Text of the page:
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Why can't 32-bit Windows access 4GB of RAM?

How come Qasim Zaib's PC, with 4GB installed, only sees 3GB?

32-bit processors and operating systems, in theory, can access up to 4GB of memory. So how come Qasim Zaib's PC, with 4GB installed, only sees 3GB?

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Every byte of RAM requires its own address, and the processor limits the length of those addresses. A 32-bit processor uses addresses that are 32 bits long. There are only 4,294,967,296, or 4GB, possible 32-bit addresses.

There are workarounds to these limitations, but they don't really apply to most PCs. I discuss them briefly below.

Okay, so if the processor, and the operating system designed for that processor, can only handle 4GB, why can't Qasim's PC (and yours if it's 32-bit) see that much?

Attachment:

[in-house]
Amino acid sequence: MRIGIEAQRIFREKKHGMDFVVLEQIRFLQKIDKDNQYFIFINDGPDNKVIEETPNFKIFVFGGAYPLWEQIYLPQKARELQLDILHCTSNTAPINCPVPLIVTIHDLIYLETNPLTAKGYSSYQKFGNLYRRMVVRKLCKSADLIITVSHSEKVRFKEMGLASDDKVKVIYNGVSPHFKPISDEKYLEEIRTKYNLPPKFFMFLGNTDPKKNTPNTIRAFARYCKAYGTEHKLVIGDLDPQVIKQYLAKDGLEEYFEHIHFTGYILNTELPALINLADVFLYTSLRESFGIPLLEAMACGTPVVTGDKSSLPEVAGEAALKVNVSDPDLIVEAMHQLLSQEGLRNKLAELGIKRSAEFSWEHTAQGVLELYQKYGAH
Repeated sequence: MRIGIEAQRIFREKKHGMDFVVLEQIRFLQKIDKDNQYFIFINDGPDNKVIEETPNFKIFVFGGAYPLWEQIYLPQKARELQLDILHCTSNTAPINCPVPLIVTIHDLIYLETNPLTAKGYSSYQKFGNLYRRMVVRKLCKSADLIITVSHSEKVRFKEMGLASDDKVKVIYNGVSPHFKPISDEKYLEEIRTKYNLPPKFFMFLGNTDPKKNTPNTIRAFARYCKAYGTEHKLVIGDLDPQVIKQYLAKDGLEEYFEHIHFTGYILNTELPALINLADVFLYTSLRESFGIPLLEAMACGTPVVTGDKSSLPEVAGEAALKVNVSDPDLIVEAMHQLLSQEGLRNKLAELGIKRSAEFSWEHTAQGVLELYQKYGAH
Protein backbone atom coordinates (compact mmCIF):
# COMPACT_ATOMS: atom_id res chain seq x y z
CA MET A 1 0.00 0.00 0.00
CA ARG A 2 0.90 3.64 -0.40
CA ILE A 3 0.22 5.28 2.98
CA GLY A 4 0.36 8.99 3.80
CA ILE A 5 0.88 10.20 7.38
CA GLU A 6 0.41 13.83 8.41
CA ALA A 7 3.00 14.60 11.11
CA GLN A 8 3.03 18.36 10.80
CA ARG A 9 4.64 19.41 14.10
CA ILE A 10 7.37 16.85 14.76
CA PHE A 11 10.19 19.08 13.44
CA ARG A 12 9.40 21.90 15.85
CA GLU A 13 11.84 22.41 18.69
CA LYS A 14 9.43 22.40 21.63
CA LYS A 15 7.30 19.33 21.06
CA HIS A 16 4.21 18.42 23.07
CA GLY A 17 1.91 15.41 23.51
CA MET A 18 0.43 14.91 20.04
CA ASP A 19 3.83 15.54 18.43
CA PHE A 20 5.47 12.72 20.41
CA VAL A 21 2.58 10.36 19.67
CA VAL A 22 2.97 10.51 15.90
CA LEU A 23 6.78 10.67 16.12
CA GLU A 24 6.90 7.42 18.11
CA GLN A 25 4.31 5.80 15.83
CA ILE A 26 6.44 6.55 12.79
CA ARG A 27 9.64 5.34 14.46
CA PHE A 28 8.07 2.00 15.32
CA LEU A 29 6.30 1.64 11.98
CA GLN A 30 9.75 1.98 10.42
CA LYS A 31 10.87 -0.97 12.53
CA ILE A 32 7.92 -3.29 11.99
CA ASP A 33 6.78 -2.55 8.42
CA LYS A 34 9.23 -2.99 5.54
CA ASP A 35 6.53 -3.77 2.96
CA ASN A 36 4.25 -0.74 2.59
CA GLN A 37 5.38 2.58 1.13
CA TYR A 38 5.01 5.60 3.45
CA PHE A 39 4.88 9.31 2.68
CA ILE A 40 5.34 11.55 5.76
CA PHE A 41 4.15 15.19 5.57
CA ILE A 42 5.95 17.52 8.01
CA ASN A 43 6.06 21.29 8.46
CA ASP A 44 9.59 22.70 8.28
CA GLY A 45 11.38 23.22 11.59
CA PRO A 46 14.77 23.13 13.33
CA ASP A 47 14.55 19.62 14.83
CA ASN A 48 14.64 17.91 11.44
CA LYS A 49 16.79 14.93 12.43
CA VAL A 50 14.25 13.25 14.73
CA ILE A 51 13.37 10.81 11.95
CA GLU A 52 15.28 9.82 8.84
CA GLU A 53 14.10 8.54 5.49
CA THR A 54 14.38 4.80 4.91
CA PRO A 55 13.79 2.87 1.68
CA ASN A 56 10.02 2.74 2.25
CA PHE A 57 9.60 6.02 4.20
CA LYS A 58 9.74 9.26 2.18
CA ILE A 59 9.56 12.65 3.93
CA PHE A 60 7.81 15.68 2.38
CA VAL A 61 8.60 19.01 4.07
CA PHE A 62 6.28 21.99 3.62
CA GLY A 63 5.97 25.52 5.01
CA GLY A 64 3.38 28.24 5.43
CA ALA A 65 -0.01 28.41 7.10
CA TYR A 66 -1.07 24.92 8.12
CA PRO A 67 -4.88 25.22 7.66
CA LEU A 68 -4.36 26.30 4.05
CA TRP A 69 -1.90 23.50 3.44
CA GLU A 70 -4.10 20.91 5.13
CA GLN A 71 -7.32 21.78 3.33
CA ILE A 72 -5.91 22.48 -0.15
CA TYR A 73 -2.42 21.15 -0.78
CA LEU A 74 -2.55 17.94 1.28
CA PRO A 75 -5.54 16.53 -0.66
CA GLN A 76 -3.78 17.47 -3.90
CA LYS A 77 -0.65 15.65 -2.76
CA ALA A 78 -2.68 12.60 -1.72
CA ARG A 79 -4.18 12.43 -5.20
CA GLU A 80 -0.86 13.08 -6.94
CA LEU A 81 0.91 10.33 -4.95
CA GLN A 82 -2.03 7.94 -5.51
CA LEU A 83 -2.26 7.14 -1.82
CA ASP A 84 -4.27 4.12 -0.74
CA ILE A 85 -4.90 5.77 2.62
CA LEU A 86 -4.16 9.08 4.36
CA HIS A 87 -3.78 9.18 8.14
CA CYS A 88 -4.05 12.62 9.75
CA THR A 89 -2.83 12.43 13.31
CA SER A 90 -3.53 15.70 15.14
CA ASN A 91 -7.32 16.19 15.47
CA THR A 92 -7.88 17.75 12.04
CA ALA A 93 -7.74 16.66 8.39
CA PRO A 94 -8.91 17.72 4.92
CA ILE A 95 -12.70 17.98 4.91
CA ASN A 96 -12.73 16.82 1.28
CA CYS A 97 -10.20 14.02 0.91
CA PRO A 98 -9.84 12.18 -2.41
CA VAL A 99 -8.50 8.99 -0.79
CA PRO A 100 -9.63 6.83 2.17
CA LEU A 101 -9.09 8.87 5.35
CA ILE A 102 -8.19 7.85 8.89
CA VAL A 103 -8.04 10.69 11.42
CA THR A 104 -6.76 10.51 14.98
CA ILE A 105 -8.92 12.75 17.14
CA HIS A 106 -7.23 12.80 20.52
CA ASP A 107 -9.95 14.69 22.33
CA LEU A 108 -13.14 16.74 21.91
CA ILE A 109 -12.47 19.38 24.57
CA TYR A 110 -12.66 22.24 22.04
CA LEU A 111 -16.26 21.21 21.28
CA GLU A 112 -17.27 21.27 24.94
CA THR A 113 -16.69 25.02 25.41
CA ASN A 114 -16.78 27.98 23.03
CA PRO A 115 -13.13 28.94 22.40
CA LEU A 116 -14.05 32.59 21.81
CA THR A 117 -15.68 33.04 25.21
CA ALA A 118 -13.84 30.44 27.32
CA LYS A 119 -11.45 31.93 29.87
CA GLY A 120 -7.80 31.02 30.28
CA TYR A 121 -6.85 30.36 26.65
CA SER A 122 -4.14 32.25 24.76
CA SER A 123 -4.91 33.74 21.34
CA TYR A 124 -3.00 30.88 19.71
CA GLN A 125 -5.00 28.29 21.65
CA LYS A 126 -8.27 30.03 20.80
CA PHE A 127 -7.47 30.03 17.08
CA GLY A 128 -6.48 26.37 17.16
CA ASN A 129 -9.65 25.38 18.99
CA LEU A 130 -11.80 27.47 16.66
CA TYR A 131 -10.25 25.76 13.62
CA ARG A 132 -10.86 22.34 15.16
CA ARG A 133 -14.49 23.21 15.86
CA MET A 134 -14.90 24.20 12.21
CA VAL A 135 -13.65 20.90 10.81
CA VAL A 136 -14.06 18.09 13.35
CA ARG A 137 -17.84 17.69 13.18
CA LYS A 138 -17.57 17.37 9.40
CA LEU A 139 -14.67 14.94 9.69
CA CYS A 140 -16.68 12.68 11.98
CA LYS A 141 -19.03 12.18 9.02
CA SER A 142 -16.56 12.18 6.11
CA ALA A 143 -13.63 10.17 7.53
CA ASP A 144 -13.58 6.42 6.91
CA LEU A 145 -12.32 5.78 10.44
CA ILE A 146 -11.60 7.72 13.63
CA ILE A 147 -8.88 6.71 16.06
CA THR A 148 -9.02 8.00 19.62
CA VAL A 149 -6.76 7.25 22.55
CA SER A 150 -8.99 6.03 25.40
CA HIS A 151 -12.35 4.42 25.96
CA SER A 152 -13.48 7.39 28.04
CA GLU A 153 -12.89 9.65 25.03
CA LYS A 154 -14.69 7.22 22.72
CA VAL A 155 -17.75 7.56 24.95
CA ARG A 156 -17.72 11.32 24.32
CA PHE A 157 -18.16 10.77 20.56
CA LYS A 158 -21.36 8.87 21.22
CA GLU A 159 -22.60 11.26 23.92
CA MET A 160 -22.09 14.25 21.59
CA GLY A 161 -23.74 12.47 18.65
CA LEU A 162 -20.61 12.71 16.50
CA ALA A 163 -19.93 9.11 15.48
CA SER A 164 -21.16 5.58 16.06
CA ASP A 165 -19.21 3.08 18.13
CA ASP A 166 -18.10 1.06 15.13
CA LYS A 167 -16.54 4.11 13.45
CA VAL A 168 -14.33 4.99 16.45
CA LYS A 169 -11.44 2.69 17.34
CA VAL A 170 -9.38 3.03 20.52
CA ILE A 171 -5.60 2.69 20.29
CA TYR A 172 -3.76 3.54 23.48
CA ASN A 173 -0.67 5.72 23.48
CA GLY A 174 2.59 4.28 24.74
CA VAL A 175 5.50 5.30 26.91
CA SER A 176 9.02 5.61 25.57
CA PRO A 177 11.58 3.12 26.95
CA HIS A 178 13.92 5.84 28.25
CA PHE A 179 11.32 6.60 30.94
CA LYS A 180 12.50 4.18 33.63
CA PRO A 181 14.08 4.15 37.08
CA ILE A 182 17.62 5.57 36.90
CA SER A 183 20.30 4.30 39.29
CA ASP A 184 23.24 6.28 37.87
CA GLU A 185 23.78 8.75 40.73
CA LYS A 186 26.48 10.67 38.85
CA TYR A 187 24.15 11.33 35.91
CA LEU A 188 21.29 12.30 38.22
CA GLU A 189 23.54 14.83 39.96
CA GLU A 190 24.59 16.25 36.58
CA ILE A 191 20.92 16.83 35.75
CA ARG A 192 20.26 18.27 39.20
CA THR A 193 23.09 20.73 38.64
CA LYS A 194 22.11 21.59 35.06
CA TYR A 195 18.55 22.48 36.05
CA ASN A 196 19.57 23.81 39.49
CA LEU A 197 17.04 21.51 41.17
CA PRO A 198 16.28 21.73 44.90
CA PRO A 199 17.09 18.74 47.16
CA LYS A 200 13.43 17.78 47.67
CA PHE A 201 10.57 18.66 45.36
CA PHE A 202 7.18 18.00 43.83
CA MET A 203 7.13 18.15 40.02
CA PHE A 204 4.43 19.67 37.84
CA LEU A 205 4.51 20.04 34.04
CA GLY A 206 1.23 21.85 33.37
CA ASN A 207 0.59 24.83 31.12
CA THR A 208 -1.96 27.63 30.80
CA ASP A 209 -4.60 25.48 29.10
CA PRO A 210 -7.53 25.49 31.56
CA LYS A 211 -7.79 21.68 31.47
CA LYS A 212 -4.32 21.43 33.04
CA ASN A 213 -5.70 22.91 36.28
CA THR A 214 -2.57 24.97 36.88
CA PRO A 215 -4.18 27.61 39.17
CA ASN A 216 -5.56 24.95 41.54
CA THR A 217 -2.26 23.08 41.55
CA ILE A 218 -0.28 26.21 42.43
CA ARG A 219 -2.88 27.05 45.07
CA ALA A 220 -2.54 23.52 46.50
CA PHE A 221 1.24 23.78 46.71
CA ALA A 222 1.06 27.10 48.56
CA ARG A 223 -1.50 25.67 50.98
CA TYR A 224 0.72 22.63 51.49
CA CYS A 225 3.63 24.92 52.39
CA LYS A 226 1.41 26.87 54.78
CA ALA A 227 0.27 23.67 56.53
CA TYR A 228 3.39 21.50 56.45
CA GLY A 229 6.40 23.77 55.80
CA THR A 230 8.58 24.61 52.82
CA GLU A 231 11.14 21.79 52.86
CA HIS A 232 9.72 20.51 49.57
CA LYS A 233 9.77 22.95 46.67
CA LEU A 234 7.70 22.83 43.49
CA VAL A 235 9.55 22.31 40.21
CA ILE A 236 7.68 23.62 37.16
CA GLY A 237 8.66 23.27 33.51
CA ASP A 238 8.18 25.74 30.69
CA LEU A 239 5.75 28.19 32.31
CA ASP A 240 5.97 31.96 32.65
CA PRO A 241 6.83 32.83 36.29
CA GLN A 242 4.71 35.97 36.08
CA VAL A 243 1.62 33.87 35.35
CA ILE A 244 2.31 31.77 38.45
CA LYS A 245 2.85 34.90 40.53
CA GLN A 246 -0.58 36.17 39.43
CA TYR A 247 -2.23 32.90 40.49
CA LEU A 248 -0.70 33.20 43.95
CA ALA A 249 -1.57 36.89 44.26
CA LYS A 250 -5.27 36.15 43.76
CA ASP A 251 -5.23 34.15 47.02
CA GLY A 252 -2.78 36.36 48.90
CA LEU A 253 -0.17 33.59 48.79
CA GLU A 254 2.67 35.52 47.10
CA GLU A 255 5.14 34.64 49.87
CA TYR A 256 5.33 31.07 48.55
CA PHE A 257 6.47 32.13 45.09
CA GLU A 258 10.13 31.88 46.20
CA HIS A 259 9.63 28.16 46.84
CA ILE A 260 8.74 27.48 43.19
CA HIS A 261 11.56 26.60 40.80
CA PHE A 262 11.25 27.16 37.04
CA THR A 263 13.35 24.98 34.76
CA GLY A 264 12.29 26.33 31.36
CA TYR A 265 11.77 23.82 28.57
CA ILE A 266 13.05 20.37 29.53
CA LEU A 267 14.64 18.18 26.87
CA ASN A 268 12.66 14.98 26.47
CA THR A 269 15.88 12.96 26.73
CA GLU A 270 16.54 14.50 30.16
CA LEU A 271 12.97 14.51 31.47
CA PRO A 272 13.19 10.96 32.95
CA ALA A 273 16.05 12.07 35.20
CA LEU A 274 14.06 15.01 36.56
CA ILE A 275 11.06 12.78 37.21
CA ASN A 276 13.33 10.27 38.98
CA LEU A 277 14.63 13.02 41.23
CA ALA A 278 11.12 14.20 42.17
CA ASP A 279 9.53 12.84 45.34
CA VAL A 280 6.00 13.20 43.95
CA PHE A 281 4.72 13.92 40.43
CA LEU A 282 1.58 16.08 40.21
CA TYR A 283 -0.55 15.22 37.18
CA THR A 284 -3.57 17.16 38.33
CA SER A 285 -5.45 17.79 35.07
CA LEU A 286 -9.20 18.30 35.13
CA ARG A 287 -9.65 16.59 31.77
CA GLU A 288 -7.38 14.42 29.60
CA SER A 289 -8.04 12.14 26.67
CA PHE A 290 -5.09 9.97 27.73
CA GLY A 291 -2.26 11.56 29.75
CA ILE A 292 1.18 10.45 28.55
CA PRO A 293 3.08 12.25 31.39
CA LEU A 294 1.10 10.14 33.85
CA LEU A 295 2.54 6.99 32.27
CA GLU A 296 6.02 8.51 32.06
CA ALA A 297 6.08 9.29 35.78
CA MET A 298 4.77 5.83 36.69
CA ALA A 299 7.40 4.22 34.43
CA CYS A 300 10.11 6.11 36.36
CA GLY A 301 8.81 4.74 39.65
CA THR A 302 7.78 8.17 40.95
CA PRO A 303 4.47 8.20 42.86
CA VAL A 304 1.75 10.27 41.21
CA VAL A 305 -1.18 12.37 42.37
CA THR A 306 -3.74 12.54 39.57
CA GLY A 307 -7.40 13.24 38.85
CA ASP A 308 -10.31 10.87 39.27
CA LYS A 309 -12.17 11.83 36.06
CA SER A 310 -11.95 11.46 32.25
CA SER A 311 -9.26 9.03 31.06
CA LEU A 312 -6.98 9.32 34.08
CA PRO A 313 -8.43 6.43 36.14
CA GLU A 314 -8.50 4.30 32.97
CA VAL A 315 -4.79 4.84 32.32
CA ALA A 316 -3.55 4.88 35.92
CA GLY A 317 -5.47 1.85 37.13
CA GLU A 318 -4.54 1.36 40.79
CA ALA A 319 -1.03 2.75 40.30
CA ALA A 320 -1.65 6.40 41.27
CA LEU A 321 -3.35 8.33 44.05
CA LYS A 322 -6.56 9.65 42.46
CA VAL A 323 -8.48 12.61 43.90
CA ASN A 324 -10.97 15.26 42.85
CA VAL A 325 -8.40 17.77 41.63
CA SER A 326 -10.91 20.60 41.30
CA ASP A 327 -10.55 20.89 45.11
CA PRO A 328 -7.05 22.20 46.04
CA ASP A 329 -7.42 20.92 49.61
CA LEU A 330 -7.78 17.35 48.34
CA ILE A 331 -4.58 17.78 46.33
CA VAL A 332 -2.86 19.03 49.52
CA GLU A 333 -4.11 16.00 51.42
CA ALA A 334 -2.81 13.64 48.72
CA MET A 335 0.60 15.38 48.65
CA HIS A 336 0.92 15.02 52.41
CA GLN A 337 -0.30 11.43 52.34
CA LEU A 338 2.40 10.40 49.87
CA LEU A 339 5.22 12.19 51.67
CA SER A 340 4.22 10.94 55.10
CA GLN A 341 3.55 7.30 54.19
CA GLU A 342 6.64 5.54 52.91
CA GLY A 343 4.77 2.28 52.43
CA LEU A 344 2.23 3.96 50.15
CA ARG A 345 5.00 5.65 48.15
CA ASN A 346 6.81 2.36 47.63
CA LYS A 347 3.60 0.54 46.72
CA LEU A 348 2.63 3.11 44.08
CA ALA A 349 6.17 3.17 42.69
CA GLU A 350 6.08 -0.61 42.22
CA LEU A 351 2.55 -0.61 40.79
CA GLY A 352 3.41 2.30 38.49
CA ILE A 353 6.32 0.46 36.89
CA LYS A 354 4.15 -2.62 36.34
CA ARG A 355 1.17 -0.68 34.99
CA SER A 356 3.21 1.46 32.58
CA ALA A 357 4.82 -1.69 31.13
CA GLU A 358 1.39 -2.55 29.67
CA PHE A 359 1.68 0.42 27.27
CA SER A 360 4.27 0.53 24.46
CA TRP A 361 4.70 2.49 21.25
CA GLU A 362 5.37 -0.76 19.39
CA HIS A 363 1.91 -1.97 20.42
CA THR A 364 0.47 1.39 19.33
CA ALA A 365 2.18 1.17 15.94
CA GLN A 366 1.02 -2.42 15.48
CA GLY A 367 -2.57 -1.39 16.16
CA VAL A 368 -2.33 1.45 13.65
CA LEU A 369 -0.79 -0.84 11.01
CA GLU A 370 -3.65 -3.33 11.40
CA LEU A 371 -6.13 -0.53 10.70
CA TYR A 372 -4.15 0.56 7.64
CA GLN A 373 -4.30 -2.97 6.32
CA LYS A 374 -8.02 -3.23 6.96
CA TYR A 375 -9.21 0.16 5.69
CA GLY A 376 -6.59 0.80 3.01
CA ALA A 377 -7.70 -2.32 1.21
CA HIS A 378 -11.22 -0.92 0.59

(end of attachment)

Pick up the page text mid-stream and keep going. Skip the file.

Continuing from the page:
Because not all of those addresses are available for RAM. There are other pieces of hardware inside your computer that need addresses, such as the PCI bus and the USB host adapter.

Your graphics card is probably the biggest address hog. Today's graphics adapters often contain a gigabyte or more of RAM, and every one of those bytes needs an address. To be fair, I doubt that many of those multi-gigabyte graphics cards are in 32-bit PCs, but even a 512mb video card will take a sizeable bite out of 4GB.

Unfortunately, there's not much you can do about it except upgrade to a 64-bit computer and operating system. You'll do that eventually, but you may not need to, or can afford to, right now.

I promised above that I would tell you about a workaround to the 4GB limit, even if it won't really help you. A technology called Physical Address Extension (PAE) allows a 32-bit processor to access up to 64GB.

The good news is that your processor almost certainly supports PAE. The bad news: Unless you're running a server edition, your copy of Windows does not.

So much for that idea.

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